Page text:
From sacrifice to salvation
Sacrifice is in the very order of nature. if the seed didn’t sacrifice itself, it wouldn’t become a seedling. the bud dies so that the flower can bloom, and the flower dies to yield fruit. human
society too progresses only to the extent it is willing to sacrifice
“I understand what is sacrifice and all that – but why should I sacrifice?” asks a friend of mine cheekily, “I have no grandiose agendas of getting enlightened and all that.” Fair enough, one can live an ‘unenlightened’ life, but can one live without peace? Acquiring more and more worldly possessions leads to stress and insecurity while Tyaga shantirantaram – peace, eternal and ecstatic, follows sacrifice.
Alexander the Great, after vanquishing all the mighty kings of India, had a taste of this when he met a yogi sleeping peacefully under a tree. “I have never seen such peace in anyone before,” said the Emperor, “I have conquered the entire world, yet cannot enjoy a good night’s sleep. You, in your loin cloth, appear supremely peaceful. Please come with me to Greece. I will give whatever you wish – wealth, land and a palace to live.” The yogi laughed. “O Emperor,”he said, “I am able to sleep in peace precisely because I neither own nor covet any of the material possessions.” Alexander flew into a rage, “Do you know who you are talking to? I shall cut you
into pieces if you do not obey me!” The yogi told the Emperor gently, “You can only cut my body, but I am not the body. I am that which dwells within the body. You call yourself a mighty
conqueror? You are a slave of my slave!” “How is that?” asked the miffed warrior. “I have conquered anger, but you appear to have not. Anger is my slave, and you are a slave of my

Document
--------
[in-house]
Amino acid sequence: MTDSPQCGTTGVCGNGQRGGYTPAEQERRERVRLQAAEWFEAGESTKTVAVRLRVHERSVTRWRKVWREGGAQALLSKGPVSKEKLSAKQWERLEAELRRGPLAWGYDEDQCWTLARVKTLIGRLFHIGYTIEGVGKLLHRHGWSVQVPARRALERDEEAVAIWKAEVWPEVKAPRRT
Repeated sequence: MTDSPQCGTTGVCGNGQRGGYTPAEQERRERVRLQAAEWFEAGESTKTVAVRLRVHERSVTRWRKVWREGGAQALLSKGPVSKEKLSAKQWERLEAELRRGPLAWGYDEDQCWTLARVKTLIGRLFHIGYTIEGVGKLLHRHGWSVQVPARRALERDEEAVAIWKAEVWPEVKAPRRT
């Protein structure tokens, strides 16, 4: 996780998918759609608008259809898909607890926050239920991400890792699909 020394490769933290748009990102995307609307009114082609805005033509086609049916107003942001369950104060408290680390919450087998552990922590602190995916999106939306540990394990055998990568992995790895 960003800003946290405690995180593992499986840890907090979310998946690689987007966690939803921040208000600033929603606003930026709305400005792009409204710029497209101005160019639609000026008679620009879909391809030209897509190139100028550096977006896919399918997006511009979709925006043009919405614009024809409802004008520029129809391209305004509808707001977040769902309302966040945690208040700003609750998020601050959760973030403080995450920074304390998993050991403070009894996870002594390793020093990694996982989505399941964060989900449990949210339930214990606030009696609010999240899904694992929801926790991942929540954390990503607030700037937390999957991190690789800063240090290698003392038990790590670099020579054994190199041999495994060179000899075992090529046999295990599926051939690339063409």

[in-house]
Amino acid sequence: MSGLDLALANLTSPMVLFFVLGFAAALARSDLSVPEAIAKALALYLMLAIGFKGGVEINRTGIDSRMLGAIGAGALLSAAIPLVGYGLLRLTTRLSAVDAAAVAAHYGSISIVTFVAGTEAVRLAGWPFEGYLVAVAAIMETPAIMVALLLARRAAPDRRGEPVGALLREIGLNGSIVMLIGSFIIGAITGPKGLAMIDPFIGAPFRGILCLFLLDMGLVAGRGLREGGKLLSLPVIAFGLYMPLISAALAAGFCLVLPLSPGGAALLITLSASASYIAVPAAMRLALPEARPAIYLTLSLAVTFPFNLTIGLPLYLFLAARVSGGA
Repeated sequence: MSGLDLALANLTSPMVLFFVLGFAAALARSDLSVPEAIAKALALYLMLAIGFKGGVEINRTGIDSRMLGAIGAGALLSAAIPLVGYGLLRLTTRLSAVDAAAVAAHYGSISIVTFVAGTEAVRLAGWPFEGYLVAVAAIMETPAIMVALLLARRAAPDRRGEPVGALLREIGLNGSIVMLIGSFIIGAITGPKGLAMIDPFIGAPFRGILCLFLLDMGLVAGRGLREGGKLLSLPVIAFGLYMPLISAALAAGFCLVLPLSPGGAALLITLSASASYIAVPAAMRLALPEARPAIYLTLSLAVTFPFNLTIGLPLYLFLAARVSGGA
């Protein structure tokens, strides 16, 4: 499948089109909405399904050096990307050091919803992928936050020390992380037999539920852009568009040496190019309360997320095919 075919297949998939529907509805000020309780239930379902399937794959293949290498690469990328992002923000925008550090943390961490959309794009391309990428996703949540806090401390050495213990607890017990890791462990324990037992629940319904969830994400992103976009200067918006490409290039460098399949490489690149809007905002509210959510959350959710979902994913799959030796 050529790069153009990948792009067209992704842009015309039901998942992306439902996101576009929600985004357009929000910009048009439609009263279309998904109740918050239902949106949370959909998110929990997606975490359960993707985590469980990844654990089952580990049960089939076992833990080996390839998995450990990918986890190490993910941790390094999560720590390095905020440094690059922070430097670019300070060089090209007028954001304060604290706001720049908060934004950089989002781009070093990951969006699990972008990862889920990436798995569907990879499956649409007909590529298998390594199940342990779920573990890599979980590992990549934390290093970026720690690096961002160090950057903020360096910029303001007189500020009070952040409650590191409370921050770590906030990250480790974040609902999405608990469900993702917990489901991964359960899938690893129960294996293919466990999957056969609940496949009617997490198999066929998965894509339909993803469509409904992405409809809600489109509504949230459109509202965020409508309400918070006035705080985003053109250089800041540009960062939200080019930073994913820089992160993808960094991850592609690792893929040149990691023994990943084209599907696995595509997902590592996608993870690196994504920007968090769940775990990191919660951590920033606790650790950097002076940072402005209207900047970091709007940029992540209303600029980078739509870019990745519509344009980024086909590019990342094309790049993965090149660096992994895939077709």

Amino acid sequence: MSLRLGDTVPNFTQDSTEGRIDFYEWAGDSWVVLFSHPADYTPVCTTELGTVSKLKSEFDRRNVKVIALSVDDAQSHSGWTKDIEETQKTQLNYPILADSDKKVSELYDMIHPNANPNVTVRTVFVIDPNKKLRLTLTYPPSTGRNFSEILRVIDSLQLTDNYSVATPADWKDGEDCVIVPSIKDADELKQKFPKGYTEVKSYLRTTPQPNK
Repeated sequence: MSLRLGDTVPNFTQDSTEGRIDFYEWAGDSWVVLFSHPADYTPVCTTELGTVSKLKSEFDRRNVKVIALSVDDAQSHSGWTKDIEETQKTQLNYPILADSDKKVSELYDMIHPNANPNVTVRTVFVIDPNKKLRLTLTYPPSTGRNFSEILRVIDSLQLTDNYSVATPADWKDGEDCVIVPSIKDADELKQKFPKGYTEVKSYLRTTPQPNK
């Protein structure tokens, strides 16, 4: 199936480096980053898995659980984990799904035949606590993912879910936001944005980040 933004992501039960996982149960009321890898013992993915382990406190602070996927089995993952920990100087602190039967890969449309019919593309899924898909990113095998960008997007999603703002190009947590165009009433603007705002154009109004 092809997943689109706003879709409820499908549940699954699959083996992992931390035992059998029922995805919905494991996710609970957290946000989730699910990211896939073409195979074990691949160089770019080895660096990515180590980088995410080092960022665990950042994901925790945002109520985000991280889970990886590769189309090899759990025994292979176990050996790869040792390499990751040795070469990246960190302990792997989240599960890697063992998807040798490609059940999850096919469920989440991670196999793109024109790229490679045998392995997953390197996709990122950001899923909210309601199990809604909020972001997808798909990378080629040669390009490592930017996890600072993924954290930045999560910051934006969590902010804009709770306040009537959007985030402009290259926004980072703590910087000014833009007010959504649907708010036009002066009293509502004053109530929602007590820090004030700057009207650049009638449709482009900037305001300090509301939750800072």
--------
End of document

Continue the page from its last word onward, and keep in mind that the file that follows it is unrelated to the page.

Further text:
slave,” said the yogi. One cannot become happy without sacrifice, one cannot become fearless without sacrifice, and one cannot attain God without sacrifice, says the Mahabharat. The Yogi in the above anecdote was peaceful, happy, fearless, and one with God, only because he had renounced both the tangible and the intangible both externally and internally. Adi Shankara’s Bhaja Govindam is a step-bystep manual on how sacrifice can lead to salvation. Says the great seer, Satsangatve nissangatvam – through good and noble associations, sacrifice the lower associations and move towards being alone; nissangatve nirmohatvam – abiding in yourself,
sacrifice desire and attachment; nirmohatve nischalatatvam – devoid of desire, sacrifice the
wavering mind and become steady; nischalatatve jeevanmuktihi – with this unwavering mind, you are now liberated from the vagaries of this life and also the cycle of births and deaths.
Be a living sacrifice, said Jesus to Peter. If we, humanity, would resolve do so by dying to our
former, limited selves and identifying ourselves with the whole of God’s creation, we would also
bloom like the flower and flow like the river as nature intended – utterly beautiful, unselfish,
unattached, carefree and in bliss!
Lovely Thoughts for Lovely People Just Like You